Teri Meri Kahaniyaan review: Three very different stories in which the human element trumps all

The movie features three short films — a fluffy romance, a horror-comedy and an introspective story about marriage.
29 Jun, 2023

In a train chugging somewhere between Dera Nawab and Gotki, a young woman travelling alone to Karachi gets a call from her husband who asks the usual questions: Where is the train now? How many passengers are there in the cabin with you? — and, somewhat surprisingly — Is there anyone sitting opposite you? Despite the passable nature of his queries, and the calm in his voice, something is amiss in the assertiveness of his tenor.

When a woman (Arjumand Rahim) sitting in the young woman’s berth exclaims, like most inquisitive travellers do, that the husband seems to be keeping a close eye on the wife, the young woman says with a forlorn look that these questions only come up when the husband is out on a “date” with another woman.

Khalilur Rehman Qamar’s short story Aik Sau Taeeswaan, directed with measured equanimity, tonal precision, a lot of heart, nous and responsibility by Nadeem Baig (Jawani Phir Nahi Aani, Punjab Nahi Jaungi), is an anecdote about wisdom — and perhaps, in retrospect — the sanctity of marriage, the needlessness of divorce, the easy predisposition for infidelity, kinked dominance and powerplays in strained relationships, and the compromises in love. Mostly though, it is about wisdom.

Although it comes at the tail end of the film Teri Meri Kahaniyaan, a collection of three short films that carry no overarching genres, characters or motives, it instills a feeling of human familiarity — you just get the plight and dilemmas of the people on the screen — and that emotion makes a world of a difference for the viewer.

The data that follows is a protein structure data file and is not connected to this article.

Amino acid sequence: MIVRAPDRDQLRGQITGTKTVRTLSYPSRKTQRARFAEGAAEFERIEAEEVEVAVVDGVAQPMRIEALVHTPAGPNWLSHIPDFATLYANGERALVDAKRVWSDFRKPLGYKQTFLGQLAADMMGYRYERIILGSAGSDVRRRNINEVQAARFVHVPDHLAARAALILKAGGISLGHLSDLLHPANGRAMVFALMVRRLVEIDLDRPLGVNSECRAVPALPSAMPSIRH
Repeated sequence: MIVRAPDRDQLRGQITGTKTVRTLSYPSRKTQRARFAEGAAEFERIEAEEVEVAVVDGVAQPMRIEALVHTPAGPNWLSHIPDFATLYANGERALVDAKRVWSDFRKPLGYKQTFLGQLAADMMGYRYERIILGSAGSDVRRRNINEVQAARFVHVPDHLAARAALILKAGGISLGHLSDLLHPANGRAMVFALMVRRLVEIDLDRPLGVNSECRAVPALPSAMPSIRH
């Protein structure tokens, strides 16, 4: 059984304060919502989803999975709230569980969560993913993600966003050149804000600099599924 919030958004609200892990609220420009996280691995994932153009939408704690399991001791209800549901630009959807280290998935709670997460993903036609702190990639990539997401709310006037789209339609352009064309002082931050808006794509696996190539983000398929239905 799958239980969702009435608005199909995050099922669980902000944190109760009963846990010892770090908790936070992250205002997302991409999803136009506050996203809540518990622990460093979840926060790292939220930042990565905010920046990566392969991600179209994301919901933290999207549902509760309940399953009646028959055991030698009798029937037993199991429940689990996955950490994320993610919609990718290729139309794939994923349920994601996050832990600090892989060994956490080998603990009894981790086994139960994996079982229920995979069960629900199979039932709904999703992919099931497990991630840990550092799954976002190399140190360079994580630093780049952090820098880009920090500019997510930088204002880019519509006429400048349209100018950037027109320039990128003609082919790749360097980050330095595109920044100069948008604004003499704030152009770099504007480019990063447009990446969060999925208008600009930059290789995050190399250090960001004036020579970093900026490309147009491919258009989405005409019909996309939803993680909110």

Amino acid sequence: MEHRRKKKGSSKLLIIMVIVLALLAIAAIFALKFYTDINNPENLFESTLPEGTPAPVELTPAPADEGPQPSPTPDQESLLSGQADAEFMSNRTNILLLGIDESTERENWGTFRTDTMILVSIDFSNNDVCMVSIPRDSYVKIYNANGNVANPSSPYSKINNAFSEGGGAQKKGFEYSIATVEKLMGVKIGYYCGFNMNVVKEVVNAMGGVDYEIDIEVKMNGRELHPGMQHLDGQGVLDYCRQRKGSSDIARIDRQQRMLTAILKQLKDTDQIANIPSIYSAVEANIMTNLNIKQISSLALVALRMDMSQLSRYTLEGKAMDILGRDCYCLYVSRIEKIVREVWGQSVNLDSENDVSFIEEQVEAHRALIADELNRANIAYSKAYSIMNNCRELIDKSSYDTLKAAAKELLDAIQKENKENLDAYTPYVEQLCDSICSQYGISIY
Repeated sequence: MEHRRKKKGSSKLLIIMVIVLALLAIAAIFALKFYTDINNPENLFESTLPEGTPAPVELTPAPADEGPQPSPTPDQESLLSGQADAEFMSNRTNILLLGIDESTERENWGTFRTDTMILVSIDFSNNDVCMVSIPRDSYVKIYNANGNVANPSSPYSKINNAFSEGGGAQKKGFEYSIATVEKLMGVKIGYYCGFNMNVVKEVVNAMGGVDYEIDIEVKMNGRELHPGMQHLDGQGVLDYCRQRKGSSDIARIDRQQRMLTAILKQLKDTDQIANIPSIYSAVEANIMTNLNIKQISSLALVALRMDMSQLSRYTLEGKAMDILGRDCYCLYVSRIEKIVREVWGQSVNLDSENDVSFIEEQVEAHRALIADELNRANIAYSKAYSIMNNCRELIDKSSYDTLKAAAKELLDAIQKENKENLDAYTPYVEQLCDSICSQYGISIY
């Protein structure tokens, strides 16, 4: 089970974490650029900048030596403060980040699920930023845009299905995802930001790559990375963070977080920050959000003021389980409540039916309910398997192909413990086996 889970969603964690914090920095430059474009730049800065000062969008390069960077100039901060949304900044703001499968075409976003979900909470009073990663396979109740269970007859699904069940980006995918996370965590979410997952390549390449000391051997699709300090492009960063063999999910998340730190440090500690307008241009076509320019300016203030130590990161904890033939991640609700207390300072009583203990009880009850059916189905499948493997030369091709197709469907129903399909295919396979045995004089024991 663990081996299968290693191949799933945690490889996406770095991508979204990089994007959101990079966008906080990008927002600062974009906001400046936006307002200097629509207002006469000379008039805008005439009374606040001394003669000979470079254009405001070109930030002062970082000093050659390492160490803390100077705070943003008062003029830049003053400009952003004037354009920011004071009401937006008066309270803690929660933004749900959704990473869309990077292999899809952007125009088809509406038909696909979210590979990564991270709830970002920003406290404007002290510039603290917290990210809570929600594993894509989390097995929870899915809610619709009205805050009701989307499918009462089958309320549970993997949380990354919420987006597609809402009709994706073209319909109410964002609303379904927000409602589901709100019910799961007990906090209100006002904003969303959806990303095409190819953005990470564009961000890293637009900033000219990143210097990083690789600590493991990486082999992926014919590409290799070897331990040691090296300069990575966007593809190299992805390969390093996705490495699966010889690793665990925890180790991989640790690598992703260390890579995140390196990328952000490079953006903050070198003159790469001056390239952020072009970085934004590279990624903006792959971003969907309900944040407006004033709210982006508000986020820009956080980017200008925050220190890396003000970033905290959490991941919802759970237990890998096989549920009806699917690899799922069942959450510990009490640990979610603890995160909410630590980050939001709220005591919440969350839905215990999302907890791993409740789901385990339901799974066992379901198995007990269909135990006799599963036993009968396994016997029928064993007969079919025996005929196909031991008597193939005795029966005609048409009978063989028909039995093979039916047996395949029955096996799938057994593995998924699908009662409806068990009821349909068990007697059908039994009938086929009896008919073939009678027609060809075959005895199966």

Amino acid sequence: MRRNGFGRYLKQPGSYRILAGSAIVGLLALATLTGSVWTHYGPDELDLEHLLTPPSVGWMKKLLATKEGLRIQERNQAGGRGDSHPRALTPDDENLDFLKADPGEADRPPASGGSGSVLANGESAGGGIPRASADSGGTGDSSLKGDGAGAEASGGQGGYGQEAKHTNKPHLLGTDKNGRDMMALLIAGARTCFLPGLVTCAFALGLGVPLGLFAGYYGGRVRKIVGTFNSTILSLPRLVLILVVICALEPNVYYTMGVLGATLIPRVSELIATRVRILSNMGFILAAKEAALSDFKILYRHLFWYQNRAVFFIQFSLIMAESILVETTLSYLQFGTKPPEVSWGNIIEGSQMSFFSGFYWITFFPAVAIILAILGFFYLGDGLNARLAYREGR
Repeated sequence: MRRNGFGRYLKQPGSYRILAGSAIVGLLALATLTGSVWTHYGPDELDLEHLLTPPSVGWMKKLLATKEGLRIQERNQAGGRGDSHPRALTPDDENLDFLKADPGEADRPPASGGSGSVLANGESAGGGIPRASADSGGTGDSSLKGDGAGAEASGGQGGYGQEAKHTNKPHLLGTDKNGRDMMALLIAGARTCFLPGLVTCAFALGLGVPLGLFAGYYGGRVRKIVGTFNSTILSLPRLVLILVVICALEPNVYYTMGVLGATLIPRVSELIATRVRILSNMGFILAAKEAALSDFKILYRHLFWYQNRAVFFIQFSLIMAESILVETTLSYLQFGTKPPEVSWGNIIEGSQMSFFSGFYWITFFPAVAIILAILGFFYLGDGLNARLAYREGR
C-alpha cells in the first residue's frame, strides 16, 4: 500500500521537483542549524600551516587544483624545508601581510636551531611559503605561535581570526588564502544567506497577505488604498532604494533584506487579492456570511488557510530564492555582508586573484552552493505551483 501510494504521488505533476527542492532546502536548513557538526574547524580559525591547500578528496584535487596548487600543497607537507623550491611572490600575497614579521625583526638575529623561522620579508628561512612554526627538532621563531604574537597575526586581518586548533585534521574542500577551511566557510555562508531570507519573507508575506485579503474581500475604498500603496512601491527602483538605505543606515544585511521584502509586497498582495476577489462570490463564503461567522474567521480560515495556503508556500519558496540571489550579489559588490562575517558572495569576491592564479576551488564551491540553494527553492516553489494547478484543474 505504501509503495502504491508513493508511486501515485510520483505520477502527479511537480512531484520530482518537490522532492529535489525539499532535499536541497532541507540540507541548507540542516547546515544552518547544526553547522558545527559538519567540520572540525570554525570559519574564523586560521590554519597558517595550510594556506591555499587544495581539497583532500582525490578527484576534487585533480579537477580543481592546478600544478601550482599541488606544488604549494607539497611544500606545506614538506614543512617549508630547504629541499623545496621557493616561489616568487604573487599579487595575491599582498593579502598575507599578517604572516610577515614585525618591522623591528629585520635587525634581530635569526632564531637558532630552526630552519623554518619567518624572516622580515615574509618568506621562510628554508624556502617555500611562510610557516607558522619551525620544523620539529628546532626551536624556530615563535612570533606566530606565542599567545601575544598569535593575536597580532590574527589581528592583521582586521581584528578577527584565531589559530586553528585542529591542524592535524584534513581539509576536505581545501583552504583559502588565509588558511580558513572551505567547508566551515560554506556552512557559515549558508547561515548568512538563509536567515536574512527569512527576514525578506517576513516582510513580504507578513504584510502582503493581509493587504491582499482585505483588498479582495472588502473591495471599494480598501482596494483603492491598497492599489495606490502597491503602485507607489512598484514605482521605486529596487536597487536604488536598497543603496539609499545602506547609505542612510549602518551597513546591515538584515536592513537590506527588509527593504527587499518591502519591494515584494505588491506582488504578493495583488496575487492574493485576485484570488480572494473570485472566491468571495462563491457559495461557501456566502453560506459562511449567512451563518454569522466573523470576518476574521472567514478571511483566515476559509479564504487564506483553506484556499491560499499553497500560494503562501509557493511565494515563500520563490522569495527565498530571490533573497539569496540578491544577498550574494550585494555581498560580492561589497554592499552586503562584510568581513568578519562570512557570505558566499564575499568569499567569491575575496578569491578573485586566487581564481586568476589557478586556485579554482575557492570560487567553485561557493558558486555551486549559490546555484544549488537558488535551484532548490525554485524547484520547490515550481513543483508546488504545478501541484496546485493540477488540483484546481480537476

Despite the seemingly mixed-bag of genres Teri Meri Kahaniyaan professes to have — there’s a horror-comedy, Jinn Mahal, directed by Nabeel Qureshi of Na Maloom Afraad fame, written by Ali Abbas Naqvi and Basit Naqvi; the romance-comedy set in a wedding titled Pasoori, directed by Marina Khan, written by Vasay Chaudhry; and the aforementioned AST — the human element (a much-practiced default of Pakistani makers) trumps every other aspect.

In Jinn Mahal, the longest segment in the lot that runs until the intermission break, a hard-lucked, homeless family live secretly in long-stationed derelict train coaches until they are booted to the streets by the law.

With hardly anything to eat (the children have to resort to eating paan to satiate their hunger at one time), the family, mockingly named after royalty — Shehenshah (Mani), his sons Jahangir and Alamgir (Falak Shahzad, Muhammad Hussain Naveed), his blind mother Razia Sultana (Gul-e-Rana), his wife Mumtaz (Hira Mani) and her sister Anarkali (Khushi Maheen) — find refuge in a haunted house that lies smack dab in the middle of a bustling lower-middle-class neighbourhood.

Nabeel, in perhaps his finest narrative-work since his debut film Na Malood Afraad, keeps the comedy earnest and engaging, as he wiggles in some brief, but effective bits of social commentary.

While Mani is okay, as are the rest of the cast, including Salma Zafar Asim, Irfan Motiwala, Danish Arshad and Syed M. Jameel, it is the children, Hira Mani and Gul-e-Rana — in her finest and funniest big-screen performance — who steal the show. Not far behind them are the ambiance-fitting production design and art direction, as well as the cinematography by Rana Kamran in his most visually effective filmwork till date.

Post intermission, the mood swings from somber comedy to fluffy-romance in Pasoori.

Salman (Sheheryar Munawar) is the ideal life-partner for Romaisa (Ramsha Khan), who slips into her house in a burqa hours before their wedding.